The Turkish Ministry of Justice released its “Judicial Reform Strategy” document on May 30. Minister of Justice Abdulhamit Gul said the report took a full year to prepare and that over 20,000 people were consulted. President Recep Tayyip Erdogan suggested that the reform strategy puts Turkey on track for compliance with the EU accession process. Yet the EU Commission’s annual progress report for Turkey this year, published May 29, contained its harshest criticism of Turkey’s human rights record yet.
Does the Judicial Reform Strategy have the potential to change the course of Turkey’s human rights record? Can it be read as a sign of a shift in Turkey from authoritarianism to democracy? Does it mean Turkey is moving closer toward Europe or away from it?
While introducing the strategy document on May 30, Erdogan said, “Though the promises made to us [by the EU] are not kept, we express our commitment to the process of full accession to the EU with this reform document.”
The strategy promises reform across vast areas of the judicial sector, stating that “a clear and measurable action plan” will be prepared, in addition to the establishment of “a monitoring and evaluation board” within three months of publication. The proposed regulations outlined in the document have the potential to contribute to improved human rights and rule of law. Such measures include:
Complying with the decisions of the Constitutional Court and the European Court of Human Rights.
Reviewing and making necessary changes to the “methods of blocking access to the internet.”
Forming “a new domestic legal mechanism for examining applications for violations of the right to trial within a reasonable time.”
Organizing “training courses [for members of the judiciary] on human rights, mainly freedom of expression and the press.”
Analyzing “the legislation on and practice of freedom of expression, and [introducing] provisions that further expand the rights and freedoms of individuals.”
Regulating “provisions regarding the maximum duration of imprisonment.”
Not relocating judges and prosecutors against their will.
Relocating courts and public prosecution offices to separate offices.
The strategy also stated the judiciary’s intent to establish “special courts” in the fields of environment, construction and energy; to introduce an entrance exam for attorneys; and to increase education in law faculties to five years.
The document elicited mixed reactions in Turkey.
Eren Keskin, the co-chair of the Turkish Human Rights Association, stated that when she first heard the document announced by President Erdogan, she thought she was in “wonderland,” since, as Erdogan announced the reforms, the government was facing ongoing allegations of torture. Keskin has had 143 different legal cases brought against her for her statements and articles.
Some chairs of Turkey’s bar associations were unimpressed by the report. Ozkan Yucel, chair of the Izmir Bar Association, tweeted, “The judicial reform does not happen by writing a strategy document. It happens by implementing the law.”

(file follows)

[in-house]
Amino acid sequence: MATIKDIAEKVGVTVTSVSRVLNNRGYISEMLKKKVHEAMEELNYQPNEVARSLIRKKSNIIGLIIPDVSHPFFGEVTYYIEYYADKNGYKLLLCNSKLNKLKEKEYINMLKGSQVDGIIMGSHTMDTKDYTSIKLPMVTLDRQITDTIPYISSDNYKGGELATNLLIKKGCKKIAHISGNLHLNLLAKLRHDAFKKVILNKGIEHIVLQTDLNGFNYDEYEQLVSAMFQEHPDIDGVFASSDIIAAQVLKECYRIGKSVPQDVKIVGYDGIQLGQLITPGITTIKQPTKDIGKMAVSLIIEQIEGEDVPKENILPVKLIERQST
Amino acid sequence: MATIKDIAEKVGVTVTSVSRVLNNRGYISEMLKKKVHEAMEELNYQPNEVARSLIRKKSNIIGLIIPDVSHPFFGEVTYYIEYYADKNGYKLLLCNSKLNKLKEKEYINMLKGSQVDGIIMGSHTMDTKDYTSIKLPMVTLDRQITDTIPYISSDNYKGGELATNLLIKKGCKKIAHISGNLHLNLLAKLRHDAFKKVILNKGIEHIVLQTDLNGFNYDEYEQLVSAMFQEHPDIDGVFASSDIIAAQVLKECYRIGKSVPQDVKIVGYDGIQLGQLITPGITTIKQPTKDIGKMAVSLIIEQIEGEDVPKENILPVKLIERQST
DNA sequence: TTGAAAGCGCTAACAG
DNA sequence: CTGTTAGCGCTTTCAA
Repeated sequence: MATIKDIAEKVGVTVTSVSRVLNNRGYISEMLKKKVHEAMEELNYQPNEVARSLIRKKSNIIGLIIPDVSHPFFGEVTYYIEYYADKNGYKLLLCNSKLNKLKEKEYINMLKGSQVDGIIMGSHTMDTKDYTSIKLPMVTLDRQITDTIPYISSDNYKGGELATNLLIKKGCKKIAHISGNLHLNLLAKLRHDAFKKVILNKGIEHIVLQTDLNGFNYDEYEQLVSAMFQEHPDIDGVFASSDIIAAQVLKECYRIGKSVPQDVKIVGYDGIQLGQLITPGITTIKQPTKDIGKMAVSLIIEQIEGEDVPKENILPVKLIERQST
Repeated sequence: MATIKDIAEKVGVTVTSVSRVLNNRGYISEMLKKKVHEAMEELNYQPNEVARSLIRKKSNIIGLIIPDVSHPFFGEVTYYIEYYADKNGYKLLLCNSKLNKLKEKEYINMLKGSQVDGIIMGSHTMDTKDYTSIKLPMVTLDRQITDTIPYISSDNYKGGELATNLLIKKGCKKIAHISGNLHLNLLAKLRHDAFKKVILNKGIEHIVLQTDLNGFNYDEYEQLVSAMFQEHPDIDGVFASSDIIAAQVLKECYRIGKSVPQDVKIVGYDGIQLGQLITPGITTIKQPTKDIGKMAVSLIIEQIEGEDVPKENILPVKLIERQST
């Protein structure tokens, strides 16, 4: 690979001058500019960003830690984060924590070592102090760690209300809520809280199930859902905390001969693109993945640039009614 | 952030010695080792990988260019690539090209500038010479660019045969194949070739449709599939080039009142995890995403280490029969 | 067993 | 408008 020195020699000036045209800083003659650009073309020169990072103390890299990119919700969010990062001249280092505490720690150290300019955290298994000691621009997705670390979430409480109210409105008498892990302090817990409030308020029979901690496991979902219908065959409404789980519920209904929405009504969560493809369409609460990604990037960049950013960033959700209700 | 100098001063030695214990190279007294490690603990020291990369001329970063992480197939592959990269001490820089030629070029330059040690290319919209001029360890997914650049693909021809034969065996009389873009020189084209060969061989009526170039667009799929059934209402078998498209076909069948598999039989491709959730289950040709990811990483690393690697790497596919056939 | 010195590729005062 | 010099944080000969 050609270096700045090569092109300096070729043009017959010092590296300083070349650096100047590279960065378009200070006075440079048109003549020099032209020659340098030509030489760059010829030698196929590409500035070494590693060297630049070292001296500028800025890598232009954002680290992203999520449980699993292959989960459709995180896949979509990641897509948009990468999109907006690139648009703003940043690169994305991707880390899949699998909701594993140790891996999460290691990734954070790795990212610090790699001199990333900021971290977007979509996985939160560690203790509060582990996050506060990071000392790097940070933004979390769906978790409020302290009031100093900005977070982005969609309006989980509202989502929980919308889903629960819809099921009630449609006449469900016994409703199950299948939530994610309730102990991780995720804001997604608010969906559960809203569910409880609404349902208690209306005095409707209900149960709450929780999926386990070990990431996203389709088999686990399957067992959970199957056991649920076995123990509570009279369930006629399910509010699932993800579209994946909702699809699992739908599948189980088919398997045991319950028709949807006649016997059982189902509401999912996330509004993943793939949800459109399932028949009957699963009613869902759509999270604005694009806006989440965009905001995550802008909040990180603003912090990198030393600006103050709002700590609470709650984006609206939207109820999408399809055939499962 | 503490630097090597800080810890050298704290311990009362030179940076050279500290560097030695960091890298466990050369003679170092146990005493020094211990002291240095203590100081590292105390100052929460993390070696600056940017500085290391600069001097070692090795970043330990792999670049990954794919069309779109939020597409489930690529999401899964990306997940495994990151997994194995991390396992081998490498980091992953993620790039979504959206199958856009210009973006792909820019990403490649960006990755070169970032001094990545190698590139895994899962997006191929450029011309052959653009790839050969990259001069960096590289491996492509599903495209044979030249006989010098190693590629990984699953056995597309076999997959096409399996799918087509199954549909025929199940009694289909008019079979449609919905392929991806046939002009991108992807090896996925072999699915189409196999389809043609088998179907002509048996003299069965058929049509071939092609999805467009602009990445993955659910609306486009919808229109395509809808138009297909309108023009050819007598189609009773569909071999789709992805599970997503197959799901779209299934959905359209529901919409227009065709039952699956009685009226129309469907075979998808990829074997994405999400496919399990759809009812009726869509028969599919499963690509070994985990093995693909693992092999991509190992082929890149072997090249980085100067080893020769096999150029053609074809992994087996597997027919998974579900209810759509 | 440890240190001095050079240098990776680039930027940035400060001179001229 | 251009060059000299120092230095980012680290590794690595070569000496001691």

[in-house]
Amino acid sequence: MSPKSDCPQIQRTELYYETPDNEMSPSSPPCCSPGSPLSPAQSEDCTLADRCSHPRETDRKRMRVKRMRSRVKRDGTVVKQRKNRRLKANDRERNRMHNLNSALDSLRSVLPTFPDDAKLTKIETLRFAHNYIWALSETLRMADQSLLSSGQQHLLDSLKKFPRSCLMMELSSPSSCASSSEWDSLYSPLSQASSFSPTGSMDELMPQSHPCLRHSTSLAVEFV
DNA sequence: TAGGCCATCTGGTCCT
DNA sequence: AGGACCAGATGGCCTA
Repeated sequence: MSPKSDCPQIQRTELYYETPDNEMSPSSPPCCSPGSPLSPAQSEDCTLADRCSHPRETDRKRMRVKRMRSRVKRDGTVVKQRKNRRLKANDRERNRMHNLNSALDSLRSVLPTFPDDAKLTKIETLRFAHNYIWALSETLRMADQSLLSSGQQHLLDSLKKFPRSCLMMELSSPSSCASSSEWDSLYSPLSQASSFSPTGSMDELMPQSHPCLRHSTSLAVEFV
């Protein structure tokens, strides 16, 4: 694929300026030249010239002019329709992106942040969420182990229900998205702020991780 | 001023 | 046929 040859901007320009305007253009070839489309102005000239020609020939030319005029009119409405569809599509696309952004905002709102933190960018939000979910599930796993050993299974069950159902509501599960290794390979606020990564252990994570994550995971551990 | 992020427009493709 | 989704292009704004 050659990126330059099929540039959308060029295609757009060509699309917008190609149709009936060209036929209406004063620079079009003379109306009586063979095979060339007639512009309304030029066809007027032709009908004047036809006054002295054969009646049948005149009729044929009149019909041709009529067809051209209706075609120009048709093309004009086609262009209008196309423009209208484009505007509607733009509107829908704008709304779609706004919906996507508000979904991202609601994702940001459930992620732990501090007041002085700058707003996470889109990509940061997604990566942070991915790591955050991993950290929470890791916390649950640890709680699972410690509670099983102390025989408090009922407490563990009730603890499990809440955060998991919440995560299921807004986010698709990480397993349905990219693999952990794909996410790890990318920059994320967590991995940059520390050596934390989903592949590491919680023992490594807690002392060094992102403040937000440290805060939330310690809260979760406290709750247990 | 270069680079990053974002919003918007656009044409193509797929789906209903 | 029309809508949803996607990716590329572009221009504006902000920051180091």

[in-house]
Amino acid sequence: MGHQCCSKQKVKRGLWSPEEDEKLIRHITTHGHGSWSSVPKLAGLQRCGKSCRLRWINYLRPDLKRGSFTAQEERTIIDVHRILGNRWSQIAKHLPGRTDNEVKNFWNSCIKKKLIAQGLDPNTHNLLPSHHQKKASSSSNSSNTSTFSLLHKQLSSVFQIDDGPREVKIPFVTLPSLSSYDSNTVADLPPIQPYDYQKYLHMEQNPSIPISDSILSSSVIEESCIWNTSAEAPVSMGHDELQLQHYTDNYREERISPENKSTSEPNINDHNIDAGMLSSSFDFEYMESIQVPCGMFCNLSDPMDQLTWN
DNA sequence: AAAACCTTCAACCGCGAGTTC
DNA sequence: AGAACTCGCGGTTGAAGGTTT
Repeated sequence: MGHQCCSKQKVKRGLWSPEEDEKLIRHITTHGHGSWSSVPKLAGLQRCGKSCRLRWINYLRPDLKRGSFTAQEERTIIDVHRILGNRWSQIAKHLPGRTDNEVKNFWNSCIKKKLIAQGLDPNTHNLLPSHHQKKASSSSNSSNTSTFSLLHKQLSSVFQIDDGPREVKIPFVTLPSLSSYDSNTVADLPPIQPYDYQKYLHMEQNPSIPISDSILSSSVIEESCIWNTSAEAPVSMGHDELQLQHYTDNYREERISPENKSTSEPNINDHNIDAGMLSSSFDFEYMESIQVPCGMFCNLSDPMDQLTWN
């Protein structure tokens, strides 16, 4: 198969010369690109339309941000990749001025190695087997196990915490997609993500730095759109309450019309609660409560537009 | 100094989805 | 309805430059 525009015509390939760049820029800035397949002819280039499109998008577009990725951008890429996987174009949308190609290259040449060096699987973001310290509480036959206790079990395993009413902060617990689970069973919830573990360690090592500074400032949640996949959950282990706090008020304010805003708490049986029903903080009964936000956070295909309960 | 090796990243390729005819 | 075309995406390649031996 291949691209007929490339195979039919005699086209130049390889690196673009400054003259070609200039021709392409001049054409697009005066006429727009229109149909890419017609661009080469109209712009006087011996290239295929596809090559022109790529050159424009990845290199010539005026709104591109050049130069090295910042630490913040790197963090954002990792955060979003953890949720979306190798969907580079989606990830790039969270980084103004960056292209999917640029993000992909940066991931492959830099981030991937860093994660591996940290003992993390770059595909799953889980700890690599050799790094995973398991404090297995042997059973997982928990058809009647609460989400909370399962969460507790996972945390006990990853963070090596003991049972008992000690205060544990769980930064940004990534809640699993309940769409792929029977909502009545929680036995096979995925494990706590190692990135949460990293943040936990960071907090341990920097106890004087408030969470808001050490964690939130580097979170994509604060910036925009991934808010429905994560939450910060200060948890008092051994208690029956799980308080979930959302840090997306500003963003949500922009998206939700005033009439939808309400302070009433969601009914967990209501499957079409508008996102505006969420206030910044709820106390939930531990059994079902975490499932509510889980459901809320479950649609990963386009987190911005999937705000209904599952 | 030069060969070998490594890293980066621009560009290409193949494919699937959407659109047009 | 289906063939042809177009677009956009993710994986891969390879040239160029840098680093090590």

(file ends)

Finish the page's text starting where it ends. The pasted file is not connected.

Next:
Metin Feyzioglu, chair of the Union of Turkish Bar Associations, said, “I see it as the road map of Turkey alliance,” adding that, “in no step were we excluded, we worked as the original component” of the process.
Apparently, the Union of Turkish Bar Associations somehow influenced the reports and its stipulations, like its promise to issue lawyers Green Passports, which are issued to certain government employees for visa-free travel.
The Justice Reform Strategy is a comprehensive document promising serious reform. The Ministry of Justice clearly spent a lot of time and energy preparing it. In this sense, it can be said that there is a strong will behind the document.
However, something fundamental is lacking in this document: At no point does it acknowledge Turkey’s serious human rights problems. Every step toward reform is referred to as a continuation of alleged positive developments.
For example, the strategy document refers to problems related to freedom of expression as follows: “In the last sixteen years, important steps have been taken toward promoting freedom expression and media in Turkey.” And torture: “There are no claims of past systematic torture or ill treatment.”
This core deficiency gives rise to doubts that the document will have any serious effects on the ground or create real change in Turkey.
When reading the European Commission’s progress report on Turkey, one encounters a different reality. “Allegations of torture and ill treatment remain a serious concern,” the report reads. “The handling of complaints of torture and ill treatment is also reported to be ineffective, and allegedly entails a risk of reprisal.”
The European report states that in terms of freedom of expression, “serious backsliding continued.” It continues that “the high number of arrests of journalists — over 160 journalists remain in prison — is of very serious concern.”
Questions remain: Can a country solve its problems without first acknowledging them? If we accept, as Keskin suggests, that we live in a wonderland, then how can we change our reality?